In this script, we can see that a class is created which inherits from the "st2common" Action class. Within this class, a "run()" method exists and this run() method returns a bool and a string. The run() method is ultimately what Stackstorm executes. The bool and string combination indicate the status of the execution and a result message.

Armed with this knowledge let's create a simple script that says hello to Stackstorm:

from st2common.runners.base_action import Action

class HelloStackStorm(Action):
    def run(self):
        print("Hello Stackstorm, want to be friends?")
        return True, "Let's be friends!"

With that out of the way, let's initialize our pack as a git repository and add all our files into it.

$ cd ~/super_cool_python/
$ git init
$ git add actions/
$ git add pack.yaml
$ git commit -m "creating a st2 pack"

And then using the st2 commands, let's install our pack:

$ st2 pack install ~/super_cool_python/

If everything goes well, then we should see that our pack has been successfully installed. We can check this by looking at the list of installed packs via the CLI or in the Web UI:

$ st2 pack list | grep super_cool_python
| super_cool_python | super_cool_python | A super cool python pack  | 0.0.1   | carl             |

Similarly we can check to see if our action was created:

$ st2 action list | grep super_cool_python
| super_cool_python.hello_st2     | super_cool_python | say hello to stackstorm                    |

And, finally, we can execute our action:

$ st2 action execute super_cool_python.hello_st2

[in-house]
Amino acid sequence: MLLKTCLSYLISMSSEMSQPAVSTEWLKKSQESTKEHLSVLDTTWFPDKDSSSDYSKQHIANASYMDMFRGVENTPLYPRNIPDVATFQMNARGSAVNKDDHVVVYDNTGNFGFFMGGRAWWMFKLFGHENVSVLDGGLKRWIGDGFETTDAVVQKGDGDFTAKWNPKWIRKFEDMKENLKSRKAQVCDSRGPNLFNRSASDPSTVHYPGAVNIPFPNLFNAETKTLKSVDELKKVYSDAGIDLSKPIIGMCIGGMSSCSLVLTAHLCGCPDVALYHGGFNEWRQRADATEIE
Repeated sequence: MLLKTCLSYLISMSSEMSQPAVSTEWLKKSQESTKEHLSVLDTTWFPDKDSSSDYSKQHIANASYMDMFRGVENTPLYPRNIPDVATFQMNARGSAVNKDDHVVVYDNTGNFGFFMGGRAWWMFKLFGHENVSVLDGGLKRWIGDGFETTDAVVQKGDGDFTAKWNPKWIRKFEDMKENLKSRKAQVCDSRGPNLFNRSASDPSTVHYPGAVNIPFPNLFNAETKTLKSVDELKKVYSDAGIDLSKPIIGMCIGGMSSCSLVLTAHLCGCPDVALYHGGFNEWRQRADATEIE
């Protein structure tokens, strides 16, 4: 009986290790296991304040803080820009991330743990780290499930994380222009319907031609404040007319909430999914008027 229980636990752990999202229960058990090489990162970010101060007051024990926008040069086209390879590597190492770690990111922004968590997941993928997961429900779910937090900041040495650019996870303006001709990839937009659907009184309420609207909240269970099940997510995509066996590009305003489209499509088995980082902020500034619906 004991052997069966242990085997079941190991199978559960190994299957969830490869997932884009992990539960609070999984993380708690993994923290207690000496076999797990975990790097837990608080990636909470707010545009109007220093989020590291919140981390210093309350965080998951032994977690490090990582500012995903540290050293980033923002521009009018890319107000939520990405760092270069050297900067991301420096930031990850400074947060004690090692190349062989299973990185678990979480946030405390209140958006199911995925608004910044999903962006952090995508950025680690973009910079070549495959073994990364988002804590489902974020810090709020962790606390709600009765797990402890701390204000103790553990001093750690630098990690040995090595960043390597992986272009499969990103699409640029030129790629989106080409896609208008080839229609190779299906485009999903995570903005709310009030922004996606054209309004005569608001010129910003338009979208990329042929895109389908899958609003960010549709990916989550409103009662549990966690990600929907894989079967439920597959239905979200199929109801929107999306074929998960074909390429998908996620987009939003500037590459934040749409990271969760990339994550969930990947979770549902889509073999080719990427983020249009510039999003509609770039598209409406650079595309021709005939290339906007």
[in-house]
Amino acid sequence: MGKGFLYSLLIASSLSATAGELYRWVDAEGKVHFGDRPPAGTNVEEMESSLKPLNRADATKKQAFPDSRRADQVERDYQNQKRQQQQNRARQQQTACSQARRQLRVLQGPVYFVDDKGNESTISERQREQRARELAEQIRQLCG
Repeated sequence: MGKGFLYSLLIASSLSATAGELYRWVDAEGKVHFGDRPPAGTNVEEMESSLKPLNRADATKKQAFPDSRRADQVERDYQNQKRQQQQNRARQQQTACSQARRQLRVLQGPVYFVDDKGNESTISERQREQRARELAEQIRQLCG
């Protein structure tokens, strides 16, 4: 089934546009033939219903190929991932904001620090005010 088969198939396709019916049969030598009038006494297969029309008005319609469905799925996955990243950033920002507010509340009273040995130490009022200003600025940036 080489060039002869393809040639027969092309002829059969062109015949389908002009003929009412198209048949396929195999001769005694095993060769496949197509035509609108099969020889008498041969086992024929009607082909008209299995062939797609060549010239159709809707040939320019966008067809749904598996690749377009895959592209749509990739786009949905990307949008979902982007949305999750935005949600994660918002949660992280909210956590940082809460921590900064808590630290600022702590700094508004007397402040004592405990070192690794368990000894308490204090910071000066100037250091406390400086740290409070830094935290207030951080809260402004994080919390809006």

To get the results, execute:
 st2 execution get 5d25179b68770c33f5e91797

To view output in real-time, execute:
 st2 execution tail 5d25179b68770c33f5e91797


If you want to learn more about network automation: Python, Ansible, and Nornir—then join our email-list. We also periodically run a free Python for Network Engineers email course which you can sign-up for here.

router image

StackStorm: Hello World

By Carl Montanari
2019-07-19


Introduction

Writing scripts or playbooks is only one piece of the greater puzzle that is automation. When do these scripts get executed, what arguments get passed, how can they be made consumable by non-developer team members, and best of all--how can they automatically be executed in response to some event?

Recently we have began to address some of these challenges internally--specifically, how can we abstract away, or simplify, some of our script argument passing, and how can we automate execution of scripts in response to events.

There are many ways to tackle these problems, but in our case we elected to use Stackstorm.

Stackstorm, or st2, is an open-source "event-driven" automation platform (note, StackStorm also has a commercial offering). Being "event-driven" means that given some event, Stackstorm can be configured to execute a corresponding task(s) in response. Similarly, if you don't want to wait for events, you can schedule tasks to run (cron), or simply manually execute them in the StackStorm web UI or CLI.

One last item that is pretty cool about st2--even the open-source flavor comes with a UI that allows users to execute tasks (actions in Stackstorm terminology). Not only can users execute tasks via the UI, but administrators can define what arguments are required and the data type of those arguments (bool, string, list, etc.). This could allows scripts to be used by a broader set of team members.



Getting Going with Stackstorm

Stackstorm has a great "Getting Started" guide that covers installation on multiple systems. For purposes of this blog post, we'll use the "one-line install"...which is literally one line!

To get started it really is one line (of course, substitute whichever password you'd like):